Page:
“This isn’t a competition,” Tedesco said Thursday. “This is about providing adequate health care for a million people in Bergen County and those that need it the most — the underinsured and not insured. The partnership we’ve put together with CarePlus Bergen and Rutgers and Integrity House is going to give us that ability.”
Tedesco said he looked forward to working with executives from the other hospitals to come up with a “comprehensive county health plan where we all are doing what we should be doing to provide health care to the people of Bergen County.”
In a joint statement late Thursday afternoon, the four hospitals that formed the “Bergen Coalition” said they were “disappointed that we were not selected as the successful bidder, [but] we remain committed to ensuring that the patients served by Bergen Regional receive the highest quality care.”
The Health Professionals and Allied Employees union, which represents over 500 nurses and other health workers at the hospital, said the choice of Care Plus Bergen was a “relief.” The union has frequently raised concerns about patient and worker safety at the hospital, especially after reports of dozens of alleged assaults were reported by The Record last year.
“This rightfully returns the hospital to a not-for-profit status and should mean the restoration of resources to our patients,” said Jeff Peck, a full-time registered nurse at the facility and president of the union local.
The hospital has been operated for the past 19 years by a Colorado-based, for-profit company, originally known as Solomon Health Group, which later assigned the contract to an entity known as BRMC, LP. Critics contend that the operator skimped on repairs and reduced staff.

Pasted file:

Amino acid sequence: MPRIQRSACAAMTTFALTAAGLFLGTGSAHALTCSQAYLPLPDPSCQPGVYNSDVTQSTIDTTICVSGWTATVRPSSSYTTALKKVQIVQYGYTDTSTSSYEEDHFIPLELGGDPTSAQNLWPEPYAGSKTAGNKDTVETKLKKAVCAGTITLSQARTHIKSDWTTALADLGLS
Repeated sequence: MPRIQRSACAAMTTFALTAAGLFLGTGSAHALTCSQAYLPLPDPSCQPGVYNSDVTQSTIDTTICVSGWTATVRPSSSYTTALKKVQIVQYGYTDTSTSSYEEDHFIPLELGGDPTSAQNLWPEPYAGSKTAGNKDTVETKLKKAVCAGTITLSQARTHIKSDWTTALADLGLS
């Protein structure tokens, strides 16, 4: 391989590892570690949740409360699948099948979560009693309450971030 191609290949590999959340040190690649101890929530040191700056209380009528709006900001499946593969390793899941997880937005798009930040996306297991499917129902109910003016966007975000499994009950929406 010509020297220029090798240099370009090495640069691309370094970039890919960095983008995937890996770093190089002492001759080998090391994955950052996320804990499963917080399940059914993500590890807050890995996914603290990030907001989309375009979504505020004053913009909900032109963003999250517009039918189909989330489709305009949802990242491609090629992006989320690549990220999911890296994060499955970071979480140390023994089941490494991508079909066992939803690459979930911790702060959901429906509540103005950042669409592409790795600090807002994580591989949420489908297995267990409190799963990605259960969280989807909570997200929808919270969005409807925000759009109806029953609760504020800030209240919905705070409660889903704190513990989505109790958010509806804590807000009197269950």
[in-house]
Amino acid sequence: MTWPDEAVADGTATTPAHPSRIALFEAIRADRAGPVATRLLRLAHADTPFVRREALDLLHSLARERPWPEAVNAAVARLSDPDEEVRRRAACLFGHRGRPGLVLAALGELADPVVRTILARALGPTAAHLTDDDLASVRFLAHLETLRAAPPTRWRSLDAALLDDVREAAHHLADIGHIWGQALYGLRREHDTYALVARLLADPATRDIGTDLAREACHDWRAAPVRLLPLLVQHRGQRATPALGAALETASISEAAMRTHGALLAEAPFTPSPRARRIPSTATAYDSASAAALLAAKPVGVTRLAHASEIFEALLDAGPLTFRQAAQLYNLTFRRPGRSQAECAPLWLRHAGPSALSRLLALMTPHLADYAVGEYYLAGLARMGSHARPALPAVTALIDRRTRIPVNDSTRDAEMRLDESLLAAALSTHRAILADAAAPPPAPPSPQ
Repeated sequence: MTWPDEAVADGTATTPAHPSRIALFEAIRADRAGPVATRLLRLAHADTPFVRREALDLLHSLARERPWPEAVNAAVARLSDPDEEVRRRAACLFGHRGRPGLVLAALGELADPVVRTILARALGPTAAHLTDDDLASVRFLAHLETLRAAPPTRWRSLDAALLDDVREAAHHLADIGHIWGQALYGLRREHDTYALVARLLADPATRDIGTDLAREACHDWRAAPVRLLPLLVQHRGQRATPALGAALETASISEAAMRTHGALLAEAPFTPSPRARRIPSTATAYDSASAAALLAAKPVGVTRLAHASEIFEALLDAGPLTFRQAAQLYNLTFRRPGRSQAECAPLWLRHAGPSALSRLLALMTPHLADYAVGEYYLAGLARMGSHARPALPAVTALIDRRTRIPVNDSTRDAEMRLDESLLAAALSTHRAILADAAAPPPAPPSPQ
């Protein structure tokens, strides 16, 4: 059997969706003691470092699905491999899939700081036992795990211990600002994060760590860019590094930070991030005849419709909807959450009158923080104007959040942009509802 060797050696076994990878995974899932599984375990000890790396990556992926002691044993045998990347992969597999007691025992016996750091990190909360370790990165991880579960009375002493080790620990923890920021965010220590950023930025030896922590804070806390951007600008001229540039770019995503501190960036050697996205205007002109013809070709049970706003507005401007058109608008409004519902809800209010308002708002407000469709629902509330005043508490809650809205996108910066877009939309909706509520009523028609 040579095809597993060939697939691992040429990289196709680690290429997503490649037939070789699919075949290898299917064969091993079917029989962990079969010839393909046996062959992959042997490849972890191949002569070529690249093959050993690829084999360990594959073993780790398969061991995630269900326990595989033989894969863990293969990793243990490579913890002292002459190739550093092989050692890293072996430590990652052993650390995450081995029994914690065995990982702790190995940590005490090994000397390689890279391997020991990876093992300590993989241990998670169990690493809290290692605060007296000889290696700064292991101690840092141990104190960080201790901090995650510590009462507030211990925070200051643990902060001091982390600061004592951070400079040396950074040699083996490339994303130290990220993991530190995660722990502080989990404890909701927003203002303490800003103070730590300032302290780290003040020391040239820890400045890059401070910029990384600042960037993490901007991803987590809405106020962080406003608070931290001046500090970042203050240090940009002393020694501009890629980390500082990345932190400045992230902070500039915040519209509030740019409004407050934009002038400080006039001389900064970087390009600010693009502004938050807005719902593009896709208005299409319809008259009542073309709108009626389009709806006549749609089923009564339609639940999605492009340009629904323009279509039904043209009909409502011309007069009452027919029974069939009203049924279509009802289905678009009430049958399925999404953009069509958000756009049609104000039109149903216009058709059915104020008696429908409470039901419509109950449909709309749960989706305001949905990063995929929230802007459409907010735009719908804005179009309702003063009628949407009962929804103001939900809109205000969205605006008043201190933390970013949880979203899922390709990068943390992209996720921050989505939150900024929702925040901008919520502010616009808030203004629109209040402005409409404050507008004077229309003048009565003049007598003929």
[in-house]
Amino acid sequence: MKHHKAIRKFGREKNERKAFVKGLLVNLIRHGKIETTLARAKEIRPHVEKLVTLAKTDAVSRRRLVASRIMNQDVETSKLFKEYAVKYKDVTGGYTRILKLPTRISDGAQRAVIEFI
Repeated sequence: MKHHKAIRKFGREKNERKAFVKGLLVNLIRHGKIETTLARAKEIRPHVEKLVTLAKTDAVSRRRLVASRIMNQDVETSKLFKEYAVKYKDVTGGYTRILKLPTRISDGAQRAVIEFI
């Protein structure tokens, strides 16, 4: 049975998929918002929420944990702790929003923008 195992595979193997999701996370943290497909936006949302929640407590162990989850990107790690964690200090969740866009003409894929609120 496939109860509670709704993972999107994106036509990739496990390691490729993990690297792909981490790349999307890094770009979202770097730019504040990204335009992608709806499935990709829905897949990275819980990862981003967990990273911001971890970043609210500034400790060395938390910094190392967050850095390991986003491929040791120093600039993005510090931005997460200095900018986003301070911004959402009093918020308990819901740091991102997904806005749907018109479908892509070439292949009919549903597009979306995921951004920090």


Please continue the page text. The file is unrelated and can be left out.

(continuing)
Patients at Bergen Regional are among the most difficult to treat, mentally ill, often substance abusers suffering from overlapping health problems like diabetes and hypertension. They cycle in and out of the hospital and emergency department, the most expensive forms of care. And taxpayers cover more than 80 percent of the costs, through various government programs.
The new vision for the hospital is to “integrate primary care, behavioral health care, substance abuse care and access to social supports,” said Masciandaro, Care Plus NJ’s CEO. His agency was one of dozen national demonstration projects, pioneering new methods of treating the comprehensive health needs of addicts and mental-health patients. Care Plus NJ provides primary care – for high blood pressure or diabetes, say – at the same time and place as counseling or substance-abuse treatment is given.
“If you just treat the mental-health condition, and ignore the diabetes, you’re missing the boat,” he said.
The goal is to integrate those services at Bergen Regional. “We’re not in competition with hospitals or local community mental health center,” he said.
The county government this week also authorized $75 million in immediate capital spending – including $20 million for information technology improvements — to make upgrades and repairs at the hospital. That borrowing is to be repaid through facility operations.
Overall, Masciandaro said, the hospital expects to take in approximately $212 million in annual revenue, of which 90 percent will go to the county. The county will return that for operating costs, and will handle all capital improvements.
A longer-term plan for capital improvements at the facility is to be developed within the next few months.